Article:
The first thing to do is to immobilize your pet, in order to reduce its pain and to prevent the fracture from worsening by further displacement of the bone. To do this, first try to approach the injured dog gently and reassure him, then tie him up or lock him in a box or crate and take him to the emergency room.

Be careful not to get bitten: an injured dog is often unpredictable and aggressive, so don't overestimate the complicity you have with your doggie and consider it more like a wild animal. Be careful, wear gloves to protect yourself from bites and, if your dog seems too aggressive, put a muzzle on him for the time of the treatment.

If the fracture is in one of his legs, you can carefully wrap a thick cloth (blanket, towel) around it without compressing the wound, to prevent the animal from moving his leg. If you have the necessary equipment, you can also make a makeshift Robert Jones dressing to stabilize the limb and limit the swelling of the soft tissue.

Once this is done, it is imperative to take the animal to a veterinarian who will be able to manage the injury and study the extent of the damage. Indeed, a shock capable of causing a fracture is also likely to have caused other serious damage inside the animal's body.

In particular, the broken bone may have moved and perforated a nearby organ, as may be the case with the lung in a rib fracture. In addition, only a veterinarian will be able to treat a fracture, especially if the bone has shifted and needs to be reset.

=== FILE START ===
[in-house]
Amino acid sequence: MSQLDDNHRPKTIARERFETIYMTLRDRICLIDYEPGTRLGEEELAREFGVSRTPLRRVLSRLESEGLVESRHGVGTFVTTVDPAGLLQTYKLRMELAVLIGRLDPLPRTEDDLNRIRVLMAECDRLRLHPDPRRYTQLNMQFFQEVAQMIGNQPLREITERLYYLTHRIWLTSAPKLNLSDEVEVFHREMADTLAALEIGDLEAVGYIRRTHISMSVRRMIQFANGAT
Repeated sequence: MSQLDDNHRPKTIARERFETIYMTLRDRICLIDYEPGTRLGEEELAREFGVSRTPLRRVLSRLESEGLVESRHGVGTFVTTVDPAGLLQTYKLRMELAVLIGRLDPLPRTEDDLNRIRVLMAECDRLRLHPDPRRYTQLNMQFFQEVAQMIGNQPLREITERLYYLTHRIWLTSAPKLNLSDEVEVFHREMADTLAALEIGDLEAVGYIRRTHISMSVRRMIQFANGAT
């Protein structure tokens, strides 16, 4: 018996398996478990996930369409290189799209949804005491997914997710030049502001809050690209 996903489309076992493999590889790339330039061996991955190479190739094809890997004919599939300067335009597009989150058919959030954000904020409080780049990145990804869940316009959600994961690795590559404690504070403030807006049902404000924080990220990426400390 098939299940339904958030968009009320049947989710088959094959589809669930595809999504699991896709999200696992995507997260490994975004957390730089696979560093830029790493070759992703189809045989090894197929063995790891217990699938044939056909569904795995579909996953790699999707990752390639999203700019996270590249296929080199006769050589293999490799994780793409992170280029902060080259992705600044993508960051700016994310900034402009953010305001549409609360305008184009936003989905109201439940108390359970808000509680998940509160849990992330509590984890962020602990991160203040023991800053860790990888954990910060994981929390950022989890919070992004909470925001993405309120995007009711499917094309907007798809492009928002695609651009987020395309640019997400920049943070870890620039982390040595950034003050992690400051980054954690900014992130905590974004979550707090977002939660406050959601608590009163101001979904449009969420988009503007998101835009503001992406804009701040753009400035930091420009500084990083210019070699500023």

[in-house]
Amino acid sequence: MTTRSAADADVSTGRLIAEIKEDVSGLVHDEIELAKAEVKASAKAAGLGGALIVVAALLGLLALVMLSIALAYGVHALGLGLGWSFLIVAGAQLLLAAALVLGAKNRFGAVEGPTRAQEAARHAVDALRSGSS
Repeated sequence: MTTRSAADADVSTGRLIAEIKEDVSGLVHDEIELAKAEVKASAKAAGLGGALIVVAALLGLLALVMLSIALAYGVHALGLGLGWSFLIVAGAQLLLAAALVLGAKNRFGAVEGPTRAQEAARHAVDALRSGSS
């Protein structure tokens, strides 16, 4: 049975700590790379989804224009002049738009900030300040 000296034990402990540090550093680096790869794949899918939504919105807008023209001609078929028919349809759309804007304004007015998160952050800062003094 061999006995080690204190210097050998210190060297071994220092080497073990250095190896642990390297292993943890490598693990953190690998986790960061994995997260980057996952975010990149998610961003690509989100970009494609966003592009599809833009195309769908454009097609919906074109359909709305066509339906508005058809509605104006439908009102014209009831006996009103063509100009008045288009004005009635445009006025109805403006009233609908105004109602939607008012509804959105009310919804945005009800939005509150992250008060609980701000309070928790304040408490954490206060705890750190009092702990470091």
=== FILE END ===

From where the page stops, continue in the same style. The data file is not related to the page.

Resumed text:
Once your pet is back home, it should be put on complete rest until the injury heals completely. He will then have to undergo a period of rehabilitation, more or less long depending on the severity of the fracture and the bone affected.




How do you make a Robert Jones bandage on a dog?

Knowing how to make a makeshift Robert Jones bandage to contain a simple fracture can be very helpful in reducing your dog's pain and immobilizing his paw so that the bone cannot move further. To do this, you'll need adhesive tape, cotton rolls and crepe tape - essentials that should always be in your canine first aid kit!

In case of an open fracture, don't hesitate to spray the wound generously with Betadine before going directly to a veterinarian: the Robert Jones bandage is not recommended in this case. Bone infections are extremely serious, and open fractures allow pathogens to easily reach your dog's bone marrow.

If your dog has a wound at the fracture site, start by making a bandage to prevent the wound from becoming infected by the cotton needed to make the bandage. If no wound is apparent, you can skip the dressing step and go straight to the cotton application.


The dressing

Start by placing sterile compresses on the wound so that the lesions are completely covered. Then place a strip of crepe around the dog's broken leg to hold the pad(s) in place, starting at the dog's fingertips and working up to the hock (back leg) or elbow (front leg).

The crepe bandage should be placed loosely around the dog's paw to avoid cutting off its blood flow. The vascularization of the wound is indeed particularly important to allow a good healing and promote the healing of the limb: creating a tourniquet accidentally is therefore the last thing to do to help your pet!